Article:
Jo Anne Embleton
Jacksonville Daily Progress
Jacksonville's former Joe Wright Elementary campus has a new tenant, which just happens to be its neighbor, Jacksonville College.
“We're very pleased and thankful,” said Jacksonville College President Dr. Mike Smith. “We look at is as God being very gracious in answer to our prayers and meeting our needs.”
The college's programs have outgrown the space at 105 B.J. Albritton Drive, prompting college officials to look for solutions to meet current and future needs.
During Monday's JISD board meeting, trustees authorized Superintendent Dr. Joe Wardell to enter into negotiations with Hobby Lobby Realty of Oklahoma City, which Smith said has offered a unique solution for the school.
HLR, operated by the Green family of Oklahoma that also has the national Hobby Lobby crafts store chain, was the sole bidder on the Joe Wright property, offering $90,000 for the 9.296-acre Kickapoo Street property, Smith said.
Once the transaction has closed, “HLR has the right to come to Jacksonville College and lease us the property, which they have verbally agreed to do. But because of legal and tax laws, they cannot come out and say 'We are giving this to Jacksonville College right now,' but in a year and a day from when the sale is complete, they do have that right to give it a 501(c)(3) organization if they chose to,” he said. “What we're hoping for at that point is that they would see fit to give it to us, but that's not a done deal.”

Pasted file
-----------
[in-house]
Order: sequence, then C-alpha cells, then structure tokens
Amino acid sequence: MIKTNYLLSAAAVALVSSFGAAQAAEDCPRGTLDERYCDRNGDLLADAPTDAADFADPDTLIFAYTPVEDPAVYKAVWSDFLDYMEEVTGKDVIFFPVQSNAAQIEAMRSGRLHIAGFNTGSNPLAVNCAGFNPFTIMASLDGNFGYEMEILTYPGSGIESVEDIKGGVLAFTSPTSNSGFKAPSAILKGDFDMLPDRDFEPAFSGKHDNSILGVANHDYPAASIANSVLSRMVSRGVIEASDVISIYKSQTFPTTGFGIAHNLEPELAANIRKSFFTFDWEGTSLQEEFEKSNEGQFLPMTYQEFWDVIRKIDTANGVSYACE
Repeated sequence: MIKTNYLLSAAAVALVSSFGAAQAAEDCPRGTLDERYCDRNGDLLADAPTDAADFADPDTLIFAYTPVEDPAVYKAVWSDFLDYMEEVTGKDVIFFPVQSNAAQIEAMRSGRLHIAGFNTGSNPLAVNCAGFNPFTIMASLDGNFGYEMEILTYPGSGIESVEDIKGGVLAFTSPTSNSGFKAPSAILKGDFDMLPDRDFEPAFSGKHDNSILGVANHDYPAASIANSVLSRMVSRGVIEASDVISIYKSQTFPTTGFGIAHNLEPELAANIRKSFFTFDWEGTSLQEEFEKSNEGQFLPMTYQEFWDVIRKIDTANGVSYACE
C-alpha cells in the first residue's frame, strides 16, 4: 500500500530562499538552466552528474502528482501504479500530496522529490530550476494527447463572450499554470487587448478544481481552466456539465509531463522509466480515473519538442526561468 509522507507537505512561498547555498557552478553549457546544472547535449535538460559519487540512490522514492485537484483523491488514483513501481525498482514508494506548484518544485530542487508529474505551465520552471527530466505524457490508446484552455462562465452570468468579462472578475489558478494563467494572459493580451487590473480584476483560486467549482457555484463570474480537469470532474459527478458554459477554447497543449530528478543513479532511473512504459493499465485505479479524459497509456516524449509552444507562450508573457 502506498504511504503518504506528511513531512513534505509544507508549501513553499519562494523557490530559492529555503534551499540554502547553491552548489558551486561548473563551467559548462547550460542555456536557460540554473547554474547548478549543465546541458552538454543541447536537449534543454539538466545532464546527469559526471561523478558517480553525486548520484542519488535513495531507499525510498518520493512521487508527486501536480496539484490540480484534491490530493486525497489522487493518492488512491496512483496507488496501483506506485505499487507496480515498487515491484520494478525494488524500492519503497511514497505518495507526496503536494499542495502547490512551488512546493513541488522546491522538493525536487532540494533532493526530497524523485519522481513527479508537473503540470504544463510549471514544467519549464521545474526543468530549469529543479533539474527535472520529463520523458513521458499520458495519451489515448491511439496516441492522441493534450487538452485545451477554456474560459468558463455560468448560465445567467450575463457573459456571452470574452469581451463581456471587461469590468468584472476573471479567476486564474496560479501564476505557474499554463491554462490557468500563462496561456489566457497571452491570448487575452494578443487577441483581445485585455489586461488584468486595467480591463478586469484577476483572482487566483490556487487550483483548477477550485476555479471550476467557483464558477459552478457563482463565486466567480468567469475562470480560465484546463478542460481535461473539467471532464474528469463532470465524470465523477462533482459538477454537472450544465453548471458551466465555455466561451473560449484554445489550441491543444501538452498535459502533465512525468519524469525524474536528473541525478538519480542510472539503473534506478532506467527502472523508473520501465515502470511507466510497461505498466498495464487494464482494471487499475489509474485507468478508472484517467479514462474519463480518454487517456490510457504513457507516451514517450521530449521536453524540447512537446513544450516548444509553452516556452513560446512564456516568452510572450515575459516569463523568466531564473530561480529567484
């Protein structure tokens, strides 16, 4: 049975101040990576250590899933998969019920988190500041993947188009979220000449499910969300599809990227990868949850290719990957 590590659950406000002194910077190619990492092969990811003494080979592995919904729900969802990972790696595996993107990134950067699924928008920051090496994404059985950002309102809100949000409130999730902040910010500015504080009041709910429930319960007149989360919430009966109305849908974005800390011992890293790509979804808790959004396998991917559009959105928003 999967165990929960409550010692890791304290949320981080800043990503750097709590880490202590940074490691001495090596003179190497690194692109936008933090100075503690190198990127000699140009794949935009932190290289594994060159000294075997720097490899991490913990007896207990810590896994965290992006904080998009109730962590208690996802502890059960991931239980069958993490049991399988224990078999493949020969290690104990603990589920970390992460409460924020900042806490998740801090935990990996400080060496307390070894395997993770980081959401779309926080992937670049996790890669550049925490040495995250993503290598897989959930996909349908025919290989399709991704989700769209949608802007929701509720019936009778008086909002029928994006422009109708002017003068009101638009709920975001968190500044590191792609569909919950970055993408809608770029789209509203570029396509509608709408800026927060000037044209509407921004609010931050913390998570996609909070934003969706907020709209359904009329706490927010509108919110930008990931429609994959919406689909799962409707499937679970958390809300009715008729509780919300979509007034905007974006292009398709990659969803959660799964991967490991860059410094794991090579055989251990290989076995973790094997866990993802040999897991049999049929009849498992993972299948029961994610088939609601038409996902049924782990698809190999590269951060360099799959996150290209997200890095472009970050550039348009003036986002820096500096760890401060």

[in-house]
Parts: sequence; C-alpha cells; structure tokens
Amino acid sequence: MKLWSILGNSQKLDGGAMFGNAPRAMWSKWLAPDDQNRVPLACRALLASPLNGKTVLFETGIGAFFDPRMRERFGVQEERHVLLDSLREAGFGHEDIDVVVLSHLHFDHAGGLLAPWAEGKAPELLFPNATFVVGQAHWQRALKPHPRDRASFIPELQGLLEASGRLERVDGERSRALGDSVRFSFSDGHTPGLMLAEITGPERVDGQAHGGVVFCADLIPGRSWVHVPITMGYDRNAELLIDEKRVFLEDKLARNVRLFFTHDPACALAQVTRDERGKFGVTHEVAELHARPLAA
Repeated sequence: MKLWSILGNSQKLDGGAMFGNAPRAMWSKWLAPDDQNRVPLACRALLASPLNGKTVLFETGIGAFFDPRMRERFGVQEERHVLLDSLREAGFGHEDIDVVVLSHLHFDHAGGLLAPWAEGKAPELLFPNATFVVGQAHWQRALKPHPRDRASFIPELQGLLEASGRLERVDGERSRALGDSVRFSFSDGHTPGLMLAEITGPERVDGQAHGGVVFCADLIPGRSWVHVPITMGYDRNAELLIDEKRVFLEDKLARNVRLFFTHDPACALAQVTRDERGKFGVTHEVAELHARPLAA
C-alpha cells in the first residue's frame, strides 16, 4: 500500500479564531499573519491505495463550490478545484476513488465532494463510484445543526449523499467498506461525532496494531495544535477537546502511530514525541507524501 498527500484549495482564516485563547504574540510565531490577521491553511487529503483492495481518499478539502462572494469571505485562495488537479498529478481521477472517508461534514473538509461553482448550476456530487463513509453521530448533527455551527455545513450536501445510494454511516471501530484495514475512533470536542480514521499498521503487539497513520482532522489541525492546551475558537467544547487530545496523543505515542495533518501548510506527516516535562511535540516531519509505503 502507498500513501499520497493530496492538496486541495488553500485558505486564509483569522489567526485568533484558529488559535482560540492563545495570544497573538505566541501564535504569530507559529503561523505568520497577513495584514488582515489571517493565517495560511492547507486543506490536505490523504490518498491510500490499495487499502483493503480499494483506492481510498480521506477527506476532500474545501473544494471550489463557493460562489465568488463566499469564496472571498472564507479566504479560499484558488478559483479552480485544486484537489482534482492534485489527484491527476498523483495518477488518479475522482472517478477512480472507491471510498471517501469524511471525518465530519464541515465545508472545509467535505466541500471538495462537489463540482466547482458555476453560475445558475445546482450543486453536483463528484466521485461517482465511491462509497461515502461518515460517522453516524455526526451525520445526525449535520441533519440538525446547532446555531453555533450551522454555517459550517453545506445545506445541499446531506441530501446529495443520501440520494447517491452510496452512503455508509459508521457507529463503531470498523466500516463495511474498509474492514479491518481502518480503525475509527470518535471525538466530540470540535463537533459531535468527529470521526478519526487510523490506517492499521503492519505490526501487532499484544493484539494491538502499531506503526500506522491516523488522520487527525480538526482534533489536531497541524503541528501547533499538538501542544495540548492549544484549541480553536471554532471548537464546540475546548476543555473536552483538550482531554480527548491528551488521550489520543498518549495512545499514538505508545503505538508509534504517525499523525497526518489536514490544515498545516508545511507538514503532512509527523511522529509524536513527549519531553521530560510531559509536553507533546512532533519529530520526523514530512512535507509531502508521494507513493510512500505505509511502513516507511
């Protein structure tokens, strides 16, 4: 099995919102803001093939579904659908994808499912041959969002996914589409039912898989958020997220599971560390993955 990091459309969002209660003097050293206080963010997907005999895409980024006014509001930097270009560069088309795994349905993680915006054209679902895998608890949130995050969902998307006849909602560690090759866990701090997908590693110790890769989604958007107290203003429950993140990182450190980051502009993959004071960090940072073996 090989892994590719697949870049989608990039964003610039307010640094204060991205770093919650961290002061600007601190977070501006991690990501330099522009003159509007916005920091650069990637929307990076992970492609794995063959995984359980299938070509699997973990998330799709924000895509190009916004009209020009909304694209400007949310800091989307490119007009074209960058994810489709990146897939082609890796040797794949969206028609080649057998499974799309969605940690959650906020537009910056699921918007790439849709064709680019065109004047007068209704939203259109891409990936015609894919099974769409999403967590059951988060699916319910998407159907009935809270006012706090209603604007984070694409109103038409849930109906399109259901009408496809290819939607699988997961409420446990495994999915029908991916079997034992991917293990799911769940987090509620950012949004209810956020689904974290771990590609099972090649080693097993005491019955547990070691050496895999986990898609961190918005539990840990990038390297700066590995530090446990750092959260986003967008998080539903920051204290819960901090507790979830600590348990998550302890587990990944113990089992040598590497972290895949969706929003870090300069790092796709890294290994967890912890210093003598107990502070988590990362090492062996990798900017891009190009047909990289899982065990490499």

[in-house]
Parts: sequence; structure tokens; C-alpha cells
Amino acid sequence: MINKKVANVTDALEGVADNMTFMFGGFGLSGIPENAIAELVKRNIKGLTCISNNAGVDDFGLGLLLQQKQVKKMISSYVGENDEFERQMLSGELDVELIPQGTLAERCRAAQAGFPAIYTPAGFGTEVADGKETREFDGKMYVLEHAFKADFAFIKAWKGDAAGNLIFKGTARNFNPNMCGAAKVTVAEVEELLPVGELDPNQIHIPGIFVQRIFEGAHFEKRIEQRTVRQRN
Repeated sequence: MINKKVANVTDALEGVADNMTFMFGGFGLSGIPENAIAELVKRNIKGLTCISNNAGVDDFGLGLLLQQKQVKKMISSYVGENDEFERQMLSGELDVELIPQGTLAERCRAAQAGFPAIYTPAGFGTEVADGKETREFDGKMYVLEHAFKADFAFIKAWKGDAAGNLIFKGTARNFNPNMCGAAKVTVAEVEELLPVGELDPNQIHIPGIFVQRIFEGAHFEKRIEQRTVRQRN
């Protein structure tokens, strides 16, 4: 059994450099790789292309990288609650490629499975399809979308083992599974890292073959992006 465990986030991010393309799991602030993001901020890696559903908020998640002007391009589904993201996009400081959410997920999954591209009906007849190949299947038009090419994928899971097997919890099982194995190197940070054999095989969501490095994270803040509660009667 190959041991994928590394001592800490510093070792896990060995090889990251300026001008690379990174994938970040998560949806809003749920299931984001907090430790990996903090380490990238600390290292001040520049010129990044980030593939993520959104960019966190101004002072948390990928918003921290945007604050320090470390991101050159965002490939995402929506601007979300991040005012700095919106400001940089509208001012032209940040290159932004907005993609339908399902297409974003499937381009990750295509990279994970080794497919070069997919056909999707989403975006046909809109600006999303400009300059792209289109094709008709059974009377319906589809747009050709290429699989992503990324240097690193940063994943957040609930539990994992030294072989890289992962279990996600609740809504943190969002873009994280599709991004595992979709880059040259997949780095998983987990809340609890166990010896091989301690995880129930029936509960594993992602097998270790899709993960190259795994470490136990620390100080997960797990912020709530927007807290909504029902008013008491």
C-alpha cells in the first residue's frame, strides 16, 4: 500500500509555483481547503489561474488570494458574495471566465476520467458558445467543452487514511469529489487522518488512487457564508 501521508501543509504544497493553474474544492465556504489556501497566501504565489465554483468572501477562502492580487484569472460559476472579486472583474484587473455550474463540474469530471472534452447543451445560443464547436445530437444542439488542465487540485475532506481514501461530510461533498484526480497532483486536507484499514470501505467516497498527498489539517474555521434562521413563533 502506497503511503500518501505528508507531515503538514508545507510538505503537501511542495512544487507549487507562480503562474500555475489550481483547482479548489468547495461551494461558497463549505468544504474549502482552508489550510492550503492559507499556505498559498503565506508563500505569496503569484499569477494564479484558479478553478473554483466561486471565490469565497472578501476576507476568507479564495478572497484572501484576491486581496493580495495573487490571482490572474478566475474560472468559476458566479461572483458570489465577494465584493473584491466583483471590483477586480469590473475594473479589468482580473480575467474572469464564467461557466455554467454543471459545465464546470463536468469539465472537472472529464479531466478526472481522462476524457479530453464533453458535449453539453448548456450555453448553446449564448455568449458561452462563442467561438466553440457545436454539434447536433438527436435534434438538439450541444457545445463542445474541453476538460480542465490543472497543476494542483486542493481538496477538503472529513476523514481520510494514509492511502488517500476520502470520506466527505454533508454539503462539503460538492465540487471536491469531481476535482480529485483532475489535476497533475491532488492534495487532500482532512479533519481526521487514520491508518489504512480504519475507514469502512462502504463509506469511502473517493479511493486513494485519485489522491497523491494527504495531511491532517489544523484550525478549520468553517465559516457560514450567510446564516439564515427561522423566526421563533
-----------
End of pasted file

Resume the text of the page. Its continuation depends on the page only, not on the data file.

In the meantime, Smith said the college will be using classrooms for college courses and providing the Jacksonville Literacy Council a dedicated meeting place as early as this fall.
The former Joe Wright School building was constructed sometime after the turn of the last century and housed both middle school and high school programs, and at one time was more commonly known as Jacksonville High School.
In 1939, an auditorium was built; followed by an elementary school in 1952 that housed grades one through six. At the beginning of the 2012-2013 school year, the program – which now goes through fourth grade – moved into a new 85,000-square-foot home on Pineda Street, leaving the site vacant for nearly a year.
Smith reiterated how blessed the college feels in being able to have use of the facility.
“Our school is growing, so we need more classrooms, and the campus is adjacent to us – with the nine acres, there (is an opportunity to consider future growth), but right now we need the classrooms,” he said.
Last fall, Jacksonville College hit an enrollment high of 560 students in its freshman-sophomore program, but the administration expects an even greater number will register this fall.
“We're anticipating 600,” Smith said.